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Bergdahl discharged from US Coast Guard before Afghan tour

WASHINGTON--The American soldier released in a swap with the Taliban had been discharged from the U.S. Coast Guard before he joined the army because he could not adapt to military life, officials said Wednesday.

Even Bowe Bergdahl's closest friends were dismayed when they learned he had signed up for the army after his abbreviated stint in the U.S. Coast Guard in 2006, The Washington Post reported.

Bergdahl went missing in 2009 during his deployment with U.S. troops in eastern Afghanistan and was held by insurgents for nearly five years until he was released on May 31 in an exchange for five Taliban militants held at Guantanamo.

The circumstances around his disappearance in eastern Afghanistan have prompted speculation that he deserted his post.

Before joining the army, Bergdahl enlisted in the U.S. Coast Guard in 2006, but he did not make it beyond basic training, officials said.

A defense official said he was discharged from the Coast Guard after only 26 days.

His departure was labeled as an “uncharacterized discharge” and the reason cited was a “failure to adapt to military life,” the defense official told AFP on condition of anonymity.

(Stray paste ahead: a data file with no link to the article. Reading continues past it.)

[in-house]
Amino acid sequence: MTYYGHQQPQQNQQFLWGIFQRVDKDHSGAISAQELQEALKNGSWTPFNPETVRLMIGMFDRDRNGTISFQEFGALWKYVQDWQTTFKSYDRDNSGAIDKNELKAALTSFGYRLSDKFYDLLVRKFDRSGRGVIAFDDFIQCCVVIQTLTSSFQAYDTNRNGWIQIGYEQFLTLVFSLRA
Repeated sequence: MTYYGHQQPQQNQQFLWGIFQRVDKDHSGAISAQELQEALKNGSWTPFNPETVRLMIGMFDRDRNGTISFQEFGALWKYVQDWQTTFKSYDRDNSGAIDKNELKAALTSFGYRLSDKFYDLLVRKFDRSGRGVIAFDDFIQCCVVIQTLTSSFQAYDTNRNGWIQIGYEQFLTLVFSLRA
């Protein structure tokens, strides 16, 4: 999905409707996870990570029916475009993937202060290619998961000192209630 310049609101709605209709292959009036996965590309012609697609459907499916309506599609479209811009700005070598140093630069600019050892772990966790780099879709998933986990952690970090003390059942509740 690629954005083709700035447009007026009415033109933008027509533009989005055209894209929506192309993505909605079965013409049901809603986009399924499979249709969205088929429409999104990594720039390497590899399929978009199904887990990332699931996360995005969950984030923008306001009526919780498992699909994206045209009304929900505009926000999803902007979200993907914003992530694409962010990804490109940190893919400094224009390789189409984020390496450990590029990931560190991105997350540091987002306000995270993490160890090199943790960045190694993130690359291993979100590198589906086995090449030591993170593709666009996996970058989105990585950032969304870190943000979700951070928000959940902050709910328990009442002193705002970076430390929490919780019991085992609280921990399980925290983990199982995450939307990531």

Returning from his time in the Coast Guard, Bergdahl told friends he had faked a psychological disorder to get out, according to the Post.

His friends were skeptical of his account and two years later when he enlisted in the U.S. Army, they were shocked by his decision and the fact that he was accepted.

“I was like, 'Why and how did you even get in?'” Harrison said. “'How did they let you?' I was furious.”

A journal and other writings obtained by the Post that date back to the months before he disappeared convey a troubled young man struggling to maintain his mental stability.

“I am the lone wolf of deadly nothingness,” Bergdahl wrote in one passage quoted by the Post.

After he went missing in 2009, Bergdhal's journal and other personal items were sent to his close friend Kim Harrison, who he had designated as the person who should receive his remains if he was killed.

Harrison asked the Post to be identified by her former married name because she was concerned about threats.

Bergdahl's friend said she shared the journal and other correspondence with the newspaper because she had become concerned that the soldier was being falsely portrayed as a calculating deserter.

Instead, she described him as a sensitive, vulnerable young man who was simply not cut out for the regimented life of the military.

“He is the perfect example of a person who should not have gone” to war, Harrison said.

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